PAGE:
As survivors and residents in Nagasaki took part in a somber ceremony to commemorate the 76th anniversary of the US atomic bombing of the Japanese city, UN chief Antonio Guterres voiced full support for the eradication of nuclear arms worldwide.
On August 9, 1945, in the final year of World War II, Nagasaki was reduced to rubble by an atomic bomb dropped by the United States, just three days after another nuclear bomb had flattened Hiroshima.
The bombings killed more than half the populations of the two Japanese cities.
Survivors, relatives of the victims and a handful of foreign dignitaries observed a moment of silence at 11:02 local time, which was the exact hour of the US bombing of Nagasaki.
The ceremony is the first since an international treaty banning nuclear weapons came into force last year.
Mayor Tomihisa Taue praised the Treaty on Prohibition of Nuclear Weapons as a “new horizon” for nuclear disarmament. Taue also expressed concerns about the re-emerging threat among today’s world powers of a post-Cold War nuclear arms race.
The treaty has not been signed by countries with nuclear arsenals. Japan has not signed it either, saying the accord carries no weight unless nuclear-armed states being onboard.
To counter the growing nuclear arms race across the globe, Taue encouraged the international community to “speak out against the dangers inherent in nuclear weapons in order to bring about change in the world.”
The Nagasaki mayor also called on the Japanese government to sign and ratify the UN treaty.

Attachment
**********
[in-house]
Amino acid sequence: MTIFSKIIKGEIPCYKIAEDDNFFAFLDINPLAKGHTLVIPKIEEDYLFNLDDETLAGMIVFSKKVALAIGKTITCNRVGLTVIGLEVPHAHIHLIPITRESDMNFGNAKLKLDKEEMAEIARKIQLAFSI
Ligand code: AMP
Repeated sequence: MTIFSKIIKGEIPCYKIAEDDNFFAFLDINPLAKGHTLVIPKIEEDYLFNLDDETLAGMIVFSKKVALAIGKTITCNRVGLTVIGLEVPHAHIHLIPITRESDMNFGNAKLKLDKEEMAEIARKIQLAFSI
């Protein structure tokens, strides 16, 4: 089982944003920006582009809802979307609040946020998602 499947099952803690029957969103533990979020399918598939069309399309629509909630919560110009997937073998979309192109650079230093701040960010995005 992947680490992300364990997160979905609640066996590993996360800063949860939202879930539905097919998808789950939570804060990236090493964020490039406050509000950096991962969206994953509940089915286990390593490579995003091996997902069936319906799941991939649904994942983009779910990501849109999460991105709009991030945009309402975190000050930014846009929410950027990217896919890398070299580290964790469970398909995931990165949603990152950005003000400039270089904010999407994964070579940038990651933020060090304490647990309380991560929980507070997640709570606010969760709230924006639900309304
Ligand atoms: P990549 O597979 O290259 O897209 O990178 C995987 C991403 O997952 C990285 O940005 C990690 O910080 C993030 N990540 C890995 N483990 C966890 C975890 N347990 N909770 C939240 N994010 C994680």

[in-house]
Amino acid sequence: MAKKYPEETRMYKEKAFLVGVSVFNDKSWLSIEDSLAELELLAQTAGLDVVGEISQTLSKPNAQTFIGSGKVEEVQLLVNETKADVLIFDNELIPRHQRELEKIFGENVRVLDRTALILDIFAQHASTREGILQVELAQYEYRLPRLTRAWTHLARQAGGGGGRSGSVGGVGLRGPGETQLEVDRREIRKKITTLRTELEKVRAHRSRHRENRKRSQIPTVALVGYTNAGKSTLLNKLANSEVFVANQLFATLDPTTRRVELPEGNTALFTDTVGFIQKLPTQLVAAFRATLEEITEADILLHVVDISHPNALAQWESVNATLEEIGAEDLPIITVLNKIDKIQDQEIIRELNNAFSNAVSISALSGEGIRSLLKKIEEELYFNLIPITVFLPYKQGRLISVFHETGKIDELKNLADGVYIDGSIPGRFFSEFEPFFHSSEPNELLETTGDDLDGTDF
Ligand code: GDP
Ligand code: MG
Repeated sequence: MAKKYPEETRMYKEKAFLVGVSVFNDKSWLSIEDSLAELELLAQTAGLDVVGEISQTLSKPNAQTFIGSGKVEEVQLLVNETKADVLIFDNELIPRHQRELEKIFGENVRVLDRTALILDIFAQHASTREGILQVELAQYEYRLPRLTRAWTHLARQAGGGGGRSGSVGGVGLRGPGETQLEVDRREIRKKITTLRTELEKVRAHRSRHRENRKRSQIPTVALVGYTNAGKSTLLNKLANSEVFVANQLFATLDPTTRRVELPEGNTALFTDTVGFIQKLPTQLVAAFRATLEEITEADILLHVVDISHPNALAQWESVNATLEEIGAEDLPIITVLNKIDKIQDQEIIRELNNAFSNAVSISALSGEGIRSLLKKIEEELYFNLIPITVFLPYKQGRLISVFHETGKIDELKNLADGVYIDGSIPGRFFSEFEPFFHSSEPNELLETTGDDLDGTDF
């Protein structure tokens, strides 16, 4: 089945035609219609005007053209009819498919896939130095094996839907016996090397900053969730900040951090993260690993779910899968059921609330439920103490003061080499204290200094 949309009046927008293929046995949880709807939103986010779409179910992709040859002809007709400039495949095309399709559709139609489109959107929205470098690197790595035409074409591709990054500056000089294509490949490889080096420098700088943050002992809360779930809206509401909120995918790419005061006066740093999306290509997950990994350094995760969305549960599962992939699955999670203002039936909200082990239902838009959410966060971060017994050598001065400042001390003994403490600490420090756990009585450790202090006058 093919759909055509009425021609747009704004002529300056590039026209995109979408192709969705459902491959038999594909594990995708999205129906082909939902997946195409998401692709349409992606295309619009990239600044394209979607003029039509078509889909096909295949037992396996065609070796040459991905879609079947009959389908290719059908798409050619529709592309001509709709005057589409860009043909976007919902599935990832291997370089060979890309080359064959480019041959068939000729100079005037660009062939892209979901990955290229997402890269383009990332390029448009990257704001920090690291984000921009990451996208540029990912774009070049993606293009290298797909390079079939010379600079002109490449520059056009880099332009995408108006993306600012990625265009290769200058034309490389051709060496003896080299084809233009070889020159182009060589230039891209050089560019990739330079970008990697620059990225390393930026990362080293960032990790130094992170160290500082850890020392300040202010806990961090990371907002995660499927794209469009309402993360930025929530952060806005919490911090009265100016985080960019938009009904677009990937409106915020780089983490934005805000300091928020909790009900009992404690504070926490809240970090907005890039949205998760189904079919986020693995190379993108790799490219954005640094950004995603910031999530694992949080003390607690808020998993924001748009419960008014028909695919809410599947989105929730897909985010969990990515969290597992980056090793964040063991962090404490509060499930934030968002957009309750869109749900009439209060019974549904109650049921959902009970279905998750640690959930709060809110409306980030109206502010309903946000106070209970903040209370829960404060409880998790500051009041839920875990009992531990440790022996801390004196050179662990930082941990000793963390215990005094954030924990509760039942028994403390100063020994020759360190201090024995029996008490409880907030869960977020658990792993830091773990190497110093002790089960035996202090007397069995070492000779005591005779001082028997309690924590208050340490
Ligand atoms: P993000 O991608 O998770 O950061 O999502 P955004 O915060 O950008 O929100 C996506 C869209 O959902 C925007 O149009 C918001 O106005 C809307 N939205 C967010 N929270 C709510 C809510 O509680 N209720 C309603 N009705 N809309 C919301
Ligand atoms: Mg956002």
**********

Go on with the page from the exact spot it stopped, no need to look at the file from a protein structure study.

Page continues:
At the ceremony, United Nations Under Secretary-General and High Representative for Disarmament Affairs Izumi Nakamitsu delivered a message on behalf of the UN chief, Antonio Guterres.
In the message, Guterres thanked the people of Nagasaki for their efforts in helping “build a powerful global movement against nuclear arms, based on the knowledge that a single blinding explosion can produce incalculable suffering that echoes down the generations.”
Guterres voiced the international body’s full support for the eradication of nuclear arms across the globe. “I reaffirm the full support of the United Nations to ensuring that your voices are heard by the world's people, and especially by younger generations.”
He heralded the entry into force of the first comprehensive nuclear ban treaty as well as the willingness of the US and Russia to engage in arms control dialogue as “cause for hope,” but warned much work was left to be done.
“Prospects for the use of nuclear weapons are as dangerous as at any time since the height of the Cold War,” Guterres said in his message.